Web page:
The recent OUTFEST, one of my favorite festival in Los Angeles, celebrated its 30th anniversary and what an array of some of the best films I've seen in years and what an exciting and exhilarating week it was! I missed the Opening Night but sources noted that actress Ricki Lake took the stage at the beautiful Orpheum Theatre downtown to present the 16th annual Outfest Achievement Award to the legendary director John Waters before screening ‘Vito,’ which celebrates the life of legendary gay rights activist Vito Russo, co-founder of both ACT UP and GLAAD and the author of the vital exploration of queer images in cinema, ‘The Celluloid Closet.
I started my exploration the following day, Friday (July 13) with two great films -- “Looking For?” (five amazing short films about true love and other reasons how to connect with another person) and “I Want Your Love” (a funny, explicit drama with lots of real sex, about a gay artist trying to reconnect with his ex-lover on the eve of his departure from San Francisco).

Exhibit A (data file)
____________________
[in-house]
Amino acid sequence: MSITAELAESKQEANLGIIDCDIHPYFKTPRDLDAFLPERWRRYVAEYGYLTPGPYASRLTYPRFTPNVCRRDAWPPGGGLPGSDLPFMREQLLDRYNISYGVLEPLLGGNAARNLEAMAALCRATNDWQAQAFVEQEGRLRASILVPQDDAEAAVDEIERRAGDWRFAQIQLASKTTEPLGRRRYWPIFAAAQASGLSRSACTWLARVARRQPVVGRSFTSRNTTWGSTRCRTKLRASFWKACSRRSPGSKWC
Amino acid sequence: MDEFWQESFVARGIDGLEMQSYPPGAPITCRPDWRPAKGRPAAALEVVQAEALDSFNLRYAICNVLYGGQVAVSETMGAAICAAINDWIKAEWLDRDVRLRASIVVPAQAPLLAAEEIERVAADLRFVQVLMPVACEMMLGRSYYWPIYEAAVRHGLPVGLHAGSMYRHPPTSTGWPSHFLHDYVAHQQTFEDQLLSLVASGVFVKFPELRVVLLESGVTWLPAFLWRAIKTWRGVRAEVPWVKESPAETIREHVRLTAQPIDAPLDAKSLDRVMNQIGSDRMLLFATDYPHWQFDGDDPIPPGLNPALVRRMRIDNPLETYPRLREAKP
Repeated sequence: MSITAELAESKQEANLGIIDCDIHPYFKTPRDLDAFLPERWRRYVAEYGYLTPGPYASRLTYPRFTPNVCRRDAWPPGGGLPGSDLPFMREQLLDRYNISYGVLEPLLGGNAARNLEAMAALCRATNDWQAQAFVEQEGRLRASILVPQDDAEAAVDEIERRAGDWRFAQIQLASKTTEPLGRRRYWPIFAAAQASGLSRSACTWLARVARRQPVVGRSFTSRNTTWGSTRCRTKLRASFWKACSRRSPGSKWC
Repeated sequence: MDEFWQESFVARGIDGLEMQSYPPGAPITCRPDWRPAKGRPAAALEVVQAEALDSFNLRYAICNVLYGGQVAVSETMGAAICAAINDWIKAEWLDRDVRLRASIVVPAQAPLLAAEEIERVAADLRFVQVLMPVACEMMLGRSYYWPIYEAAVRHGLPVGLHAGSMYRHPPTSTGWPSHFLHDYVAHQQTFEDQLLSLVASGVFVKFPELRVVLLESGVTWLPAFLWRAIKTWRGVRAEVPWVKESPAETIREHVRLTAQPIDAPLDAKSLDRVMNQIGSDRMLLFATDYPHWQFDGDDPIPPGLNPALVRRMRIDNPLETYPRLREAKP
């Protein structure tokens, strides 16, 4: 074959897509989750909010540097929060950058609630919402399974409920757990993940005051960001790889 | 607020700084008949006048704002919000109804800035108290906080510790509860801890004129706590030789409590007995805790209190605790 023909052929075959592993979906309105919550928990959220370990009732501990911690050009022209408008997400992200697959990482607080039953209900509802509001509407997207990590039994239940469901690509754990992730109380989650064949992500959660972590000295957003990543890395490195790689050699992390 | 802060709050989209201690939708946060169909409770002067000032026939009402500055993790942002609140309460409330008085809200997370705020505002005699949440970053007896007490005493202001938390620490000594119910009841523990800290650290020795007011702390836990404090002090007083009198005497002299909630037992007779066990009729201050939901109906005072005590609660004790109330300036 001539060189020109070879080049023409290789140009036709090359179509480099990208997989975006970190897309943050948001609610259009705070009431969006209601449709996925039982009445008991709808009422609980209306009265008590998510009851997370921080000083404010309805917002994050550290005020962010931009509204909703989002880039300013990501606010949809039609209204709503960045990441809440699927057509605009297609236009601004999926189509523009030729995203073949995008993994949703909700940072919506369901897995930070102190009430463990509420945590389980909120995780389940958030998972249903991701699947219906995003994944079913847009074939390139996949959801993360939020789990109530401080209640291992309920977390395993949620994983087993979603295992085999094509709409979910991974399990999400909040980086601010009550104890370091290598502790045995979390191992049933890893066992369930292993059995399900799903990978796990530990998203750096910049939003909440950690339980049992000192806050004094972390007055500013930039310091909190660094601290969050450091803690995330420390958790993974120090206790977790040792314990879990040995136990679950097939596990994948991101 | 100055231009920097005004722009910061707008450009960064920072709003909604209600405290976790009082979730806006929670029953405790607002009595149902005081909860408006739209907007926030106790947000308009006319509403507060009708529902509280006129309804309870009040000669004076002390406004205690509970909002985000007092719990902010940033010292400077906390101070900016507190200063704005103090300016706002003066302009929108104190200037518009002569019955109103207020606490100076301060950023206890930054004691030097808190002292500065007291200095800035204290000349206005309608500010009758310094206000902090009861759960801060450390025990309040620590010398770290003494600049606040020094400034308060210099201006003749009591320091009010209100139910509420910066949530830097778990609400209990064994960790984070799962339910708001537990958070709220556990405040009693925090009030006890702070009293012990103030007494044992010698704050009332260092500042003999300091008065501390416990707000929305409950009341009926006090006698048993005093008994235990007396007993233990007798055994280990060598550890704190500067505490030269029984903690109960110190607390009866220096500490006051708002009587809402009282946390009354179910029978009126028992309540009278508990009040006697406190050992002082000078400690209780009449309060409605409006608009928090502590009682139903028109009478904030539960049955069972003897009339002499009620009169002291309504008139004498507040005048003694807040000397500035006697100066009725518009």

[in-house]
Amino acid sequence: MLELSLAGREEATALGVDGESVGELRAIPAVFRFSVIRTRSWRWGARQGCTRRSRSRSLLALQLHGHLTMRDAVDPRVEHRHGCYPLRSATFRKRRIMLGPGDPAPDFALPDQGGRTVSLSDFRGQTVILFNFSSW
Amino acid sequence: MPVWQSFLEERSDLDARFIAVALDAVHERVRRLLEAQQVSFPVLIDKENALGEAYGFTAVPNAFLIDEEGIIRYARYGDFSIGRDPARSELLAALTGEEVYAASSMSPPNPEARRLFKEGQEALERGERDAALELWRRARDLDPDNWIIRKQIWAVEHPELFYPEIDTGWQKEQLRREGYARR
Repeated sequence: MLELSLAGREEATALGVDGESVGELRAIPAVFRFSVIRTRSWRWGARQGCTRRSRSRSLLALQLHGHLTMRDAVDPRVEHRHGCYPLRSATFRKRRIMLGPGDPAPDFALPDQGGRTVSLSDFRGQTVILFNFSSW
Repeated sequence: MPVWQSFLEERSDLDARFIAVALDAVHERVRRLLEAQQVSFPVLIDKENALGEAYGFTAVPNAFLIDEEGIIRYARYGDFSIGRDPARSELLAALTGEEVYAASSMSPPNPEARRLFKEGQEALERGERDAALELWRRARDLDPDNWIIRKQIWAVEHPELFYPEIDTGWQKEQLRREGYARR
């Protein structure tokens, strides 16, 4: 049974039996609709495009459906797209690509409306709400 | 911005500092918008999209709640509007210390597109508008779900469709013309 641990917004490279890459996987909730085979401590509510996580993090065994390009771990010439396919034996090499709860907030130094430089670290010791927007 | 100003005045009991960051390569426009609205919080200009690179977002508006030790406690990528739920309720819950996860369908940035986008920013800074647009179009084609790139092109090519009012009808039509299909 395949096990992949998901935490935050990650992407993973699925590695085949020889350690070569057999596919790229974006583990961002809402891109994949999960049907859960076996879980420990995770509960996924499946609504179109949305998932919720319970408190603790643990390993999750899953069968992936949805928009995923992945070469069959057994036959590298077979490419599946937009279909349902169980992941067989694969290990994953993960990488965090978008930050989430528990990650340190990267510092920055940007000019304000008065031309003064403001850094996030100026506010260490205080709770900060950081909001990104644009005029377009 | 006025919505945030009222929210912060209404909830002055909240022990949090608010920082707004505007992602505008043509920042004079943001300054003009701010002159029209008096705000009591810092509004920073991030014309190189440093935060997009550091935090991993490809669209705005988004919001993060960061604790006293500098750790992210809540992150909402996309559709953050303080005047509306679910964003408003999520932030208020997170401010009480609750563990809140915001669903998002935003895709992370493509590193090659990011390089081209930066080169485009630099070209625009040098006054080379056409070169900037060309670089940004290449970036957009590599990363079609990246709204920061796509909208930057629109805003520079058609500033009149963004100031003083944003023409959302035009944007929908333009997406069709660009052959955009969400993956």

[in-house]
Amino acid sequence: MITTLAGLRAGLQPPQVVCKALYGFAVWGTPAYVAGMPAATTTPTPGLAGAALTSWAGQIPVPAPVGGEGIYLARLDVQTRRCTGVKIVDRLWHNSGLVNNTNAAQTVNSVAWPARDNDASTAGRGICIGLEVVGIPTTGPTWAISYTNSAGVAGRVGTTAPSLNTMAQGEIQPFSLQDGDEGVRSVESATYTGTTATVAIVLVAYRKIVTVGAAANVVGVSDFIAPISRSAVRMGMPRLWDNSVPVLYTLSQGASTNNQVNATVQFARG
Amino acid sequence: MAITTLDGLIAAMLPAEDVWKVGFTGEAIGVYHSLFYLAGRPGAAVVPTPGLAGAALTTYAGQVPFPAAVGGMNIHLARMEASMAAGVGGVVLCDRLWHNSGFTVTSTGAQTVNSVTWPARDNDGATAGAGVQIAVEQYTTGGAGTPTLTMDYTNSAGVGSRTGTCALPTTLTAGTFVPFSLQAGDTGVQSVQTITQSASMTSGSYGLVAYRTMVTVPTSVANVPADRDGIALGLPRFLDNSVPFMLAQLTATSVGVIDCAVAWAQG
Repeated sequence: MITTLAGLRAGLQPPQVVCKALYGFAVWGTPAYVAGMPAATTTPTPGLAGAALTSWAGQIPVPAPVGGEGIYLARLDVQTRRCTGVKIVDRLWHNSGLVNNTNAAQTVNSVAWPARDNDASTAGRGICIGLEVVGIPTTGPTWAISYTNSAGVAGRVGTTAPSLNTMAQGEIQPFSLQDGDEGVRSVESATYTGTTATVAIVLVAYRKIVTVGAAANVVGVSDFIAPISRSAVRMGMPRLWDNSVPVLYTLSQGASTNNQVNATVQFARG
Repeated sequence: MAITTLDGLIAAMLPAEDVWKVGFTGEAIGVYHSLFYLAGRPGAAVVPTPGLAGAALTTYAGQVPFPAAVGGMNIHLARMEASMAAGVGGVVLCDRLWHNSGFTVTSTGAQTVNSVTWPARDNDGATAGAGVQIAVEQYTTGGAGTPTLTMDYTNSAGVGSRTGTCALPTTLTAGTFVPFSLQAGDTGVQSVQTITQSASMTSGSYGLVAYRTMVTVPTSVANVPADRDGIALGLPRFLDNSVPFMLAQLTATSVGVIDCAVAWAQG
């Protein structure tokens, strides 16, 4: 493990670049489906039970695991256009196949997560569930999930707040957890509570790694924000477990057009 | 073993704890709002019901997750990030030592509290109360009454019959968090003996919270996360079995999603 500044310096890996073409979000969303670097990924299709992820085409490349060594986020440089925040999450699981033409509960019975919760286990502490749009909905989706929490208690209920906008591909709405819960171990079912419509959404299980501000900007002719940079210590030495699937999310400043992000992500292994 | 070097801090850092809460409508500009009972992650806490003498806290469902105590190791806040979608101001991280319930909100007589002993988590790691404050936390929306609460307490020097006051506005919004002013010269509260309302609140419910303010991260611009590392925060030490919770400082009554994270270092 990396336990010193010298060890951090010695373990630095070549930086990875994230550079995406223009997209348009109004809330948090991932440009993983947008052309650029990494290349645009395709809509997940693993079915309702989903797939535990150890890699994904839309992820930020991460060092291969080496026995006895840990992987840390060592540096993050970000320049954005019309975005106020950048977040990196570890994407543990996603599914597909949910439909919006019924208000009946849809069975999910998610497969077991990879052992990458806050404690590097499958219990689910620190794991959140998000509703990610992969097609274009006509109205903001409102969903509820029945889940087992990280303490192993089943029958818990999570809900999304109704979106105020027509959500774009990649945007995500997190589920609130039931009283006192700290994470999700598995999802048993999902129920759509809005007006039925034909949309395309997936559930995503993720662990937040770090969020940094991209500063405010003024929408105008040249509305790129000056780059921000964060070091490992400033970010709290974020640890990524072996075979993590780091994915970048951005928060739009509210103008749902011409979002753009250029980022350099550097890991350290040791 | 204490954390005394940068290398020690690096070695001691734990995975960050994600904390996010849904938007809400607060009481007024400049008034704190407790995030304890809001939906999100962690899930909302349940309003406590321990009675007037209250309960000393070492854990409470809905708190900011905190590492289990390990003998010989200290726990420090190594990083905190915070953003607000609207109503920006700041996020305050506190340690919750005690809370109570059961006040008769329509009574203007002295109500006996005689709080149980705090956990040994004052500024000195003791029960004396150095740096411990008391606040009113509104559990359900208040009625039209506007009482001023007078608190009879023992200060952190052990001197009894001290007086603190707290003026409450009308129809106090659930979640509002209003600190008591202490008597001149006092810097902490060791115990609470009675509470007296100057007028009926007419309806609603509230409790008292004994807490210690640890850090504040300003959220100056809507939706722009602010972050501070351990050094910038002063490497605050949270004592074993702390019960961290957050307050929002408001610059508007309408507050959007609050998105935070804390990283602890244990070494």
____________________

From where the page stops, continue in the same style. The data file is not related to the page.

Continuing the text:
I continued my movie marathon on Saturday (July 14) with some notables I will remember for a while: “Boy Shorts” has been one of my favorites for a long time and it didn’t disappoint me (all shorts were great!). The DGA was abuzz with excitement as cast of ‘Petunia” (Thora Birch, Brittany Snow, Christine Lahti, Michael Urie, together with writer/director Ash Christian took the red carpet. I bumped into Haley Joel Osment (remember him from “The Sixth Sense”?) and chat a bit while waiting for the screening of his movie “Sassy Pants” (I told him I’ve already watch it because the Publicist sent me a screener). He returns to the big screen with an off-beat role playing a gay boyfriend to a much older guy. The movie also stars Ashley Rickards.